Types of Home Coverage
Own or rent a house, condo/strata, heritage property, cottage, chalet or secondary property? Know how coverage works and your options.
- Understanding the 4 levels of home coverage
- Types of property insurance
- Homeowners’ insurance
- Tenant/Renter’s insurance
- Seasonal/secondary residences
- Heritage homes
- Short term rentals
- Understanding perils
Understanding the 4 levels of home coverage
A few notes on home insurance:
Home insurance coverage can be broken into two categories – personal property and personal liability.
There are several types of policies, like home (owner occupied, rented to others, recreational/seasonal); condo/strata (owner occupied, rented to others, recreational/seasonal); and tenant or renter's insurance.
Then, there are multiple levels of coverage, which we've summarized below:
Comprehensive. Covers the building and its contents for all risks, except for those specifically excluded Flood, earthquake or sewer backup are some of the optional coverages that you may be able to purchase separately.
Basic or Named Perils. Covers only those perils that are specifically stated.
Broad. Provides comprehensive coverage on big-ticket items, such as the building, as well as named perils coverage on the contents.
No Frills. Offered by some insurers, it covers properties that don’t meet normal insurance standards. Correcting physical problems can help qualify for better coverage.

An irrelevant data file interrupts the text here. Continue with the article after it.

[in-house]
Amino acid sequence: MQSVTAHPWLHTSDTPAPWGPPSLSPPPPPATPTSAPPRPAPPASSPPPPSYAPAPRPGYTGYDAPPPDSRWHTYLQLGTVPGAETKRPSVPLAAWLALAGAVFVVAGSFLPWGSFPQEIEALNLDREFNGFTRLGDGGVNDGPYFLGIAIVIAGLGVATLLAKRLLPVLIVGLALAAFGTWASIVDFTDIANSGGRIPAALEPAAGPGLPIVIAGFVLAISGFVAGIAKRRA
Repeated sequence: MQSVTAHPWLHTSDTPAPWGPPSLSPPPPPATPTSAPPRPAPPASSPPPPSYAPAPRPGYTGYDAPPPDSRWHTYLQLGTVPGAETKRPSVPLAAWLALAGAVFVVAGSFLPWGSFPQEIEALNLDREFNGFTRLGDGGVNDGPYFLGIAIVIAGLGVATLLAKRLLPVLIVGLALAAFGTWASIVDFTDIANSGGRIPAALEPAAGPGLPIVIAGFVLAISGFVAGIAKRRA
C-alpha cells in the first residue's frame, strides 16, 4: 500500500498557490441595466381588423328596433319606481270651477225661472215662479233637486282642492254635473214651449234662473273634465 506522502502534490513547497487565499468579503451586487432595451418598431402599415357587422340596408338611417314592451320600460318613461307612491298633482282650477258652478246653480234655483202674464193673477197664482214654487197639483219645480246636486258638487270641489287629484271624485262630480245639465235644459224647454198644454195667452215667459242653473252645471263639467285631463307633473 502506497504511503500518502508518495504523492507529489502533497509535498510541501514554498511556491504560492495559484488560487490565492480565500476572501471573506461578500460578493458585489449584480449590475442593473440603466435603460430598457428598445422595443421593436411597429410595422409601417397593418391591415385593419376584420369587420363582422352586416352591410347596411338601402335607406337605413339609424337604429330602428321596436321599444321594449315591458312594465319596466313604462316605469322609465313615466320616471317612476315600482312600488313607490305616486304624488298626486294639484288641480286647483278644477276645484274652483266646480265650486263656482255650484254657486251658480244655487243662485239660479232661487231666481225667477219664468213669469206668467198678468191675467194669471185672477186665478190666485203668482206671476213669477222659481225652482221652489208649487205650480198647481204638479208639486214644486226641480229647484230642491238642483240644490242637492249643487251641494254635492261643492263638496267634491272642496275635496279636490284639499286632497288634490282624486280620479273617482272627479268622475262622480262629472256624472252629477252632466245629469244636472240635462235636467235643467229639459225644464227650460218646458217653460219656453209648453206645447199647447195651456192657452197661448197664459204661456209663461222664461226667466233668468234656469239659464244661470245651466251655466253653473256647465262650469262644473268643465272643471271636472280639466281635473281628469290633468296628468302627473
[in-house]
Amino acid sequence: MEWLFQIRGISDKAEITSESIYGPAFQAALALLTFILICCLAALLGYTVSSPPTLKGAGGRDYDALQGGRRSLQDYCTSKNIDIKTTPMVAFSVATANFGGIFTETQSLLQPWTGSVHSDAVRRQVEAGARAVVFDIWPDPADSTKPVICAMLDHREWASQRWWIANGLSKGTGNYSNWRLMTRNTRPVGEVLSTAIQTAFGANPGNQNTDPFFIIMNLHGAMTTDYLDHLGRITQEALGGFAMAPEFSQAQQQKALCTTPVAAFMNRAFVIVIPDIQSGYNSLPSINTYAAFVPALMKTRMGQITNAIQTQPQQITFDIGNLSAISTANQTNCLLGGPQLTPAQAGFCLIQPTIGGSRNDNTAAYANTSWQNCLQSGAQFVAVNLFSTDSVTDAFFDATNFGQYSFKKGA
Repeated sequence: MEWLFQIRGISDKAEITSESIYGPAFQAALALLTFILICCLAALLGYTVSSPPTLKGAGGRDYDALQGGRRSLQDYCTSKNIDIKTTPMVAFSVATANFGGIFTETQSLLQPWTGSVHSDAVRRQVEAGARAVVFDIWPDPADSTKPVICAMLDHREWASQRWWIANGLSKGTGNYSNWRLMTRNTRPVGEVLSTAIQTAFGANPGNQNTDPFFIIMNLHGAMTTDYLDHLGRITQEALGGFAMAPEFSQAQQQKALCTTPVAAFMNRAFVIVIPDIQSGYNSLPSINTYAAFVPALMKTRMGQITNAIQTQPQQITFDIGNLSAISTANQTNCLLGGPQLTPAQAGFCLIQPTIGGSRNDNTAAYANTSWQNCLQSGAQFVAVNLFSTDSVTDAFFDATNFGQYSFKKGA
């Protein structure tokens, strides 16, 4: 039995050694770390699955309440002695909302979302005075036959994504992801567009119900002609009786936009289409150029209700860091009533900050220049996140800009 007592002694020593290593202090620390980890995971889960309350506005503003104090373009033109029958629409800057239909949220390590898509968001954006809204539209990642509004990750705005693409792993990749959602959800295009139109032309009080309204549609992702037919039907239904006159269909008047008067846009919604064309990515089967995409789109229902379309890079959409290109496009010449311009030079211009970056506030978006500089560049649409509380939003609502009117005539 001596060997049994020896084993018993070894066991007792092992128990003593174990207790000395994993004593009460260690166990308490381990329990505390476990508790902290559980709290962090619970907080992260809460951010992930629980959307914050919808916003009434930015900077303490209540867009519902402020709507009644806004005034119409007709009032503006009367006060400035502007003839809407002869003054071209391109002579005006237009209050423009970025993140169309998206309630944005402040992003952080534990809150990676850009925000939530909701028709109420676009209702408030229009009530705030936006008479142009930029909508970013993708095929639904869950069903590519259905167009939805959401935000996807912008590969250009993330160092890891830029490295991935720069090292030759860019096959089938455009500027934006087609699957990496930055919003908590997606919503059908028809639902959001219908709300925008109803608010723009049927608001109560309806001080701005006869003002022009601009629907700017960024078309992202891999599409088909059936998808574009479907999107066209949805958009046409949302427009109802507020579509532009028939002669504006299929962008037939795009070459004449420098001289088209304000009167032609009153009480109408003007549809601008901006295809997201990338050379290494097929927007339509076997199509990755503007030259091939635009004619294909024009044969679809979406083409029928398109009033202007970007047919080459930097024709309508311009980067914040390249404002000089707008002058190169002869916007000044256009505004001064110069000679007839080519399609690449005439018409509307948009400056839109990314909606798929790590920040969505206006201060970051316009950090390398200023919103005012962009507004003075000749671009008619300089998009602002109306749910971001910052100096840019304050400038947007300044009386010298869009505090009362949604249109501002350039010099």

Home insurance policies include personal liability coverage for bodily injury or property damage unintentionally caused to others up to the limit. Be aware that:
homeowners, condo owners and renters can be held personally liable for damage or injury they cause others
if you are sued for something which covered under the policy, your Insurer will pay your legal costs
injuries sustained by you or household members aren’t covered
This applies your actions on the property or anywhere in the world
Types of property insurance
A peril is a chance event that is unexpected and accidental as far as the policyholder is concerned. For example, if a garage door is spray painted with graffiti and must be removed and cleaned, the damage is due to the peril of vandalism.
However, the gradual deterioration of shingle roofing or the rotting of wooden fencing is natural and expected, and therefore, not an insured peril.
Home insurance policies offer coverage for either named perils, such as fire, wind, theft, etc., except those excluded or a combination of both.
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